With the export leg of the Turkish Stream (TurkStream) gas pipeline, designed to bring Russian natural gas along the Balkan route further to Europe, slated to go fully on-stream in late 2020 – early 2021, all transit countries need to timely fulfill their obligations to get their national gas transportation infrastructure prepared for this. Thus far, Serbia has moved closest to achieving this target, while Bulgaria’s position on this issue is causing a growing sense of bewilderment in Russia, which might be forced to change the pipeline’s route and replace its Bulgarian section with a Romanian one as a transit option.
The Russian and Serbian presidents, Vladimir Putin and Aleksandar Vučić, discussed issues pertaining to the construction of a trans-Balkan route for transporting Russian gas to Europe, during their December 4 meeting in Sochi. President Putin confirmed that Serbia could participate in the gas transit via the Turkish Stream pipeline, even despite the fact that the prospect is called into question by Russia’s partners in the Balkans and Eastern Europe.
“Yes, it is possible,” Putin concluded, adding that the Serbian stretch of the Turkish Stream pipeline, running from Bulgaria to Hungary, is almost finished now. 
“As for Serbia’s possible participation in the transit of Russian gas through TurkStream – yes, it’s possible. As a matter of fact, all our partners in the Balkans and in Eastern Europe raise this question. We are ready,” Vladimir Putin confirmed at a joint news conference following talks with his Serbian counterpart.
He also accused Bulgaria of deliberately delaying the construction of the Turkish Stream gas pipeline, and threatened to find alternative options for implementing this project if Sofia refuses to come along.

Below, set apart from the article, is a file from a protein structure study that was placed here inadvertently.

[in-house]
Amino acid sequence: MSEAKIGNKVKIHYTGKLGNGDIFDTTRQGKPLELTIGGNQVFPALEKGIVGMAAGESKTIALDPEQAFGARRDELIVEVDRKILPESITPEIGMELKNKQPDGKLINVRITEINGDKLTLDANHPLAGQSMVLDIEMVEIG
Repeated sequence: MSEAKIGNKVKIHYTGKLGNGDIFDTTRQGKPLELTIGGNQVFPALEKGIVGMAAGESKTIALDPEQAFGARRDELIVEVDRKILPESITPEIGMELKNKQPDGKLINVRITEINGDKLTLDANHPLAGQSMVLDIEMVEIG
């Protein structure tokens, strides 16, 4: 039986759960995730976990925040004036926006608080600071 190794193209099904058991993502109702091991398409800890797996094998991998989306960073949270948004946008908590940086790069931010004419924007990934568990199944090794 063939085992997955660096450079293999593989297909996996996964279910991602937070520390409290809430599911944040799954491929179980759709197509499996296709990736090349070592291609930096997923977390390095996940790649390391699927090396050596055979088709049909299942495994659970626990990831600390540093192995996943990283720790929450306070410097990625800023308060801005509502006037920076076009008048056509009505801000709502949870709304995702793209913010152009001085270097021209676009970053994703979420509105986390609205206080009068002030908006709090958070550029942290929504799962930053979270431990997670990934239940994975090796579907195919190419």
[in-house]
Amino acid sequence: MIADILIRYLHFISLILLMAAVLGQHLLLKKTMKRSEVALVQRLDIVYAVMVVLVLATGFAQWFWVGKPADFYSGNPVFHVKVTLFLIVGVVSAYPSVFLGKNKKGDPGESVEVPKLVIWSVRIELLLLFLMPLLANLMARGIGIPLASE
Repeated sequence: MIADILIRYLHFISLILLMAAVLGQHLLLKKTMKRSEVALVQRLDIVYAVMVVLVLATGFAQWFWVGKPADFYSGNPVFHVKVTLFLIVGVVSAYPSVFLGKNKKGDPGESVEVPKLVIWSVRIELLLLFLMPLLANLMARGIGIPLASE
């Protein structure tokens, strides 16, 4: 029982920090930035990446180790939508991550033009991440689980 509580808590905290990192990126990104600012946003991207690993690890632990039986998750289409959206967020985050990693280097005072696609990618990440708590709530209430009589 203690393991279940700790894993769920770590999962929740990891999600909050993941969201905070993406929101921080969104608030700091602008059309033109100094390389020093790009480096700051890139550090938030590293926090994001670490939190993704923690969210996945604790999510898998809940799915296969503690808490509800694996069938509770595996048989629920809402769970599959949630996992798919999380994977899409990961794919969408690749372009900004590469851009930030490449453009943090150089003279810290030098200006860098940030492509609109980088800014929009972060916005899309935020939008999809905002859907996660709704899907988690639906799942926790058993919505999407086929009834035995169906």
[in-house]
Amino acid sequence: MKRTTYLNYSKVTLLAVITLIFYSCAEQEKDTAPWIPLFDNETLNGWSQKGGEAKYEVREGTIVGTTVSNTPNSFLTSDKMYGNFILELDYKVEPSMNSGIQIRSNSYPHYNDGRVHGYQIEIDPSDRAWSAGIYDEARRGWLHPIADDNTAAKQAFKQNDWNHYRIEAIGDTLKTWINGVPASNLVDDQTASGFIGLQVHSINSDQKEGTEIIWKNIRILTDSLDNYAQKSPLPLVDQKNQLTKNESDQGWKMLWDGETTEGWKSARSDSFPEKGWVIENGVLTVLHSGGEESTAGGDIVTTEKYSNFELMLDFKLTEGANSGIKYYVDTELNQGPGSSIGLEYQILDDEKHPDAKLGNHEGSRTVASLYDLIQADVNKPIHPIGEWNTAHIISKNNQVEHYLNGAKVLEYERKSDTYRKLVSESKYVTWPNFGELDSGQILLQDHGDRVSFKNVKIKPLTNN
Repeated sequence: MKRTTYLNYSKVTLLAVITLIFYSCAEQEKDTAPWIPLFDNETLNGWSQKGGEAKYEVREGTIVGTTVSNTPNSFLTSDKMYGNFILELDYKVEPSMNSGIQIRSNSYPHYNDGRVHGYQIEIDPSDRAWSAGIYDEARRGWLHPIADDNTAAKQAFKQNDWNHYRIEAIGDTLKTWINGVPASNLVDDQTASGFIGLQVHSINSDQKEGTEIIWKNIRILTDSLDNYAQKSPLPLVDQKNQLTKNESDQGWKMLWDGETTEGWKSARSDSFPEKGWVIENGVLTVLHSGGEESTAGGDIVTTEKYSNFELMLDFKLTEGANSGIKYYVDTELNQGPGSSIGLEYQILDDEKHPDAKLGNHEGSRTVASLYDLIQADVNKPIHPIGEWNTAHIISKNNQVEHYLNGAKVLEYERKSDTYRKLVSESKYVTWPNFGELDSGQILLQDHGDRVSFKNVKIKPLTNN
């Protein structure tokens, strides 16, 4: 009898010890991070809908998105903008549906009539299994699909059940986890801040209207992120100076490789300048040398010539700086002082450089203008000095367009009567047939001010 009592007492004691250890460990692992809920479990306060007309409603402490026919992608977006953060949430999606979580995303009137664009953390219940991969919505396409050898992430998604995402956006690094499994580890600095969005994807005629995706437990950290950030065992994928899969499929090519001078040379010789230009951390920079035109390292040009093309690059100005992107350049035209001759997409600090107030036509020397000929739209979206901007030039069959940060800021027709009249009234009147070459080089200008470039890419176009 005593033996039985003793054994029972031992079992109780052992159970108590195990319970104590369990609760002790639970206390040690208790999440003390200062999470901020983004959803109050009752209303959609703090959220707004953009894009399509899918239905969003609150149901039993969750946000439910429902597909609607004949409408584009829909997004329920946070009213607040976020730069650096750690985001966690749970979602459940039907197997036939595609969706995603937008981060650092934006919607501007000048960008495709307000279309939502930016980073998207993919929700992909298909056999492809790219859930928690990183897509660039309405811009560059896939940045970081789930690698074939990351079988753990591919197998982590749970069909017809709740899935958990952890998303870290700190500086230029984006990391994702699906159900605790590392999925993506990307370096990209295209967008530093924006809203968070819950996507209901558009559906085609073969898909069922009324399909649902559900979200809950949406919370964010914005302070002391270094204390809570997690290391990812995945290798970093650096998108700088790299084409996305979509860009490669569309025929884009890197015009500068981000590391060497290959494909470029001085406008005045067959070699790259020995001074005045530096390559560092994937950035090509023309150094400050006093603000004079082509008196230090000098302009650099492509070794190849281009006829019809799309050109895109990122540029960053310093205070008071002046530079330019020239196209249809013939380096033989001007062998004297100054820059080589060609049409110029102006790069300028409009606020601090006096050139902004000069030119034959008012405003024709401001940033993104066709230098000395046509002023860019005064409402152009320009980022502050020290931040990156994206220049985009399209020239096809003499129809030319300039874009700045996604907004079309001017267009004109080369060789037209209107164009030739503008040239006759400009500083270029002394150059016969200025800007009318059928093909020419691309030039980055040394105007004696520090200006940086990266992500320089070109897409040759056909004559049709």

“The Serbian section of the gas pipeline from the borders of Bulgaria to Hungary is almost ready, 90 percent have already been laid, and 85 percent are already in trenches. Currently, the question is pumping stations. This will take several weeks. But what we are seeing is that despite numerous assurances and numerous requests for Russia to supply gas to Bulgaria via Turkey, Bulgaria is deliberately delaying the implementation of the project on its territory. This is strange and disappointing. I would like to say that straight out, publicly. Bulgaria’s leaders have asked for TurkStream many times, at any cost, after they ruined South Stream; but even in this case they were in no hurry, apparently due to outside pressure. Well, let’s wait and see how this project is carried out in the future on Bulgarian territory. If the Bulgarians do not want it, I mean the Bulgarian leaders, rather than the Bulgarian people, we will find other ways of delivering on our potential in the south of Europe,” Vladimir Putin added. 
The situation with the gas transmission infrastructure is that the Balkan countries’ ability to connect to the export line of the Turkish Stream gas pipeline considerably varies from country to country in terms of speed and availability.